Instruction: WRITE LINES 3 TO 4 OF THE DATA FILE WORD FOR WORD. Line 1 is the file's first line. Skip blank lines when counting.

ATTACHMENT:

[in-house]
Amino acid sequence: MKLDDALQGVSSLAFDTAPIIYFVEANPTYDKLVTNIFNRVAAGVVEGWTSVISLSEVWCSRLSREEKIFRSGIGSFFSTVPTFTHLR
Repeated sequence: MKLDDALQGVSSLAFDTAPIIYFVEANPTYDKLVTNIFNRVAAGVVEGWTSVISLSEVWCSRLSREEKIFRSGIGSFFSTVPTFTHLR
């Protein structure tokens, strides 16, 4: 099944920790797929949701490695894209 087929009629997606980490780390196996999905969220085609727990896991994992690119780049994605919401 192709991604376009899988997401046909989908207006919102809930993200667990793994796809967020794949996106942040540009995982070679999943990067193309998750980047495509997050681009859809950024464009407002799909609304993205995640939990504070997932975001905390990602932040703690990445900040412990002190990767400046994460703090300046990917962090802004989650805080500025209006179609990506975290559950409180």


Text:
Repeated sequence: MKLDDALQGVSSLAFDTAPIIYFVEANPTYDKLVTNIFNRVAAGVVEGWTSVISLSEVWCSRLSREEKIFRSGIGSFFSTVPTFTHLR
């Protein structure tokens, strides 16, 4: 099944920790797929949701490695894209 087929009629997606980490780390196996999905969220085609727990896991994992690119780049994605919401 192709991604376009899988997401046909989908207006919102809930993200667990793994796809967020794949996106942040540009995982070679999943990067193309998750980047495509997050681009859809950024464009407002799909609304993205995640939990504070997932975001905390990602932040703690990445900040412990002190990767400046994460703090300046990917962090802004989650805080500025209006179609990506975290559950409180």